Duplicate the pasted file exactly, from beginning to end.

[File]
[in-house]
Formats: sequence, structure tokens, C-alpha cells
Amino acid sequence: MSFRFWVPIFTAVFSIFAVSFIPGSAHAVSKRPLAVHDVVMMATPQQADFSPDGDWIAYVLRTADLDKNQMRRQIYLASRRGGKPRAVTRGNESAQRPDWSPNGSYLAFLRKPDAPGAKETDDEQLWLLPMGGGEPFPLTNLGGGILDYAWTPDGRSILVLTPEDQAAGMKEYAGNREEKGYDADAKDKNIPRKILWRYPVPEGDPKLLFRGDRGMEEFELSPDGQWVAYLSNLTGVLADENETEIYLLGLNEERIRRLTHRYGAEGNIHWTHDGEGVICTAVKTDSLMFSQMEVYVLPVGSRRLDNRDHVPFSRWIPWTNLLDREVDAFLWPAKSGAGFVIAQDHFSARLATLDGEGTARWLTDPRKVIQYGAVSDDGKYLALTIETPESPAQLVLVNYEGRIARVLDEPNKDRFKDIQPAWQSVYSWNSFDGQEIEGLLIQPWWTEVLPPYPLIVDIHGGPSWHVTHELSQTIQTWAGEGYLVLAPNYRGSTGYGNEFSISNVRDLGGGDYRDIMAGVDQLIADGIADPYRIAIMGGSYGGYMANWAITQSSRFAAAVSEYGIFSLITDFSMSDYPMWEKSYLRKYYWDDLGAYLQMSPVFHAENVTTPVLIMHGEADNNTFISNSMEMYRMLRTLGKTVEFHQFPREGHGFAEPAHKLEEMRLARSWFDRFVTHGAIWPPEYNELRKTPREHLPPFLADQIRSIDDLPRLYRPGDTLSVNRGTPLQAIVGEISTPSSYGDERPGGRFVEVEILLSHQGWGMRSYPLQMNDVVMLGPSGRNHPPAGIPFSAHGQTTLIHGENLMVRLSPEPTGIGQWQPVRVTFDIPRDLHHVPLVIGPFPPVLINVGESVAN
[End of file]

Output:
[in-house]
Formats: sequence, structure tokens, C-alpha cells
Amino acid sequence: MSFRFWVPIFTAVFSIFAVSFIPGSAHAVSKRPLAVHDVVMMATPQQADFSPDGDWIAYVLRTADLDKNQMRRQIYLASRRGGKPRAVTRGNESAQRPDWSPNGSYLAFLRKPDAPGAKETDDEQLWLLPMGGGEPFPLTNLGGGILDYAWTPDGRSILVLTPEDQAAGMKEYAGNREEKGYDADAKDKNIPRKILWRYPVPEGDPKLLFRGDRGMEEFELSPDGQWVAYLSNLTGVLADENETEIYLLGLNEERIRRLTHRYGAEGNIHWTHDGEGVICTAVKTDSLMFSQMEVYVLPVGSRRLDNRDHVPFSRWIPWTNLLDREVDAFLWPAKSGAGFVIAQDHFSARLATLDGEGTARWLTDPRKVIQYGAVSDDGKYLALTIETPESPAQLVLVNYEGRIARVLDEPNKDRFKDIQPAWQSVYSWNSFDGQEIEGLLIQPWWTEVLPPYPLIVDIHGGPSWHVTHELSQTIQTWAGEGYLVLAPNYRGSTGYGNEFSISNVRDLGGGDYRDIMAGVDQLIADGIADPYRIAIMGGSYGGYMANWAITQSSRFAAAVSEYGIFSLITDFSMSDYPMWEKSYLRKYYWDDLGAYLQMSPVFHAENVTTPVLIMHGEADNNTFISNSMEMYRMLRTLGKTVEFHQFPREGHGFAEPAHKLEEMRLARSWFDRFVTHGAIWPPEYNELRKTPREHLPPFLADQIRSIDDLPRLYRPGDTLSVNRGTPLQAIVGEISTPSSYGDERPGGRFVEVEILLSHQGWGMRSYPLQMNDVVMLGPSGRNHPPAGIPFSAHGQTTLIHGENLMVRLSPEPTGIGQWQPVRVTFDIPRDLHHVPLVIGPFPPVLINVGESVAN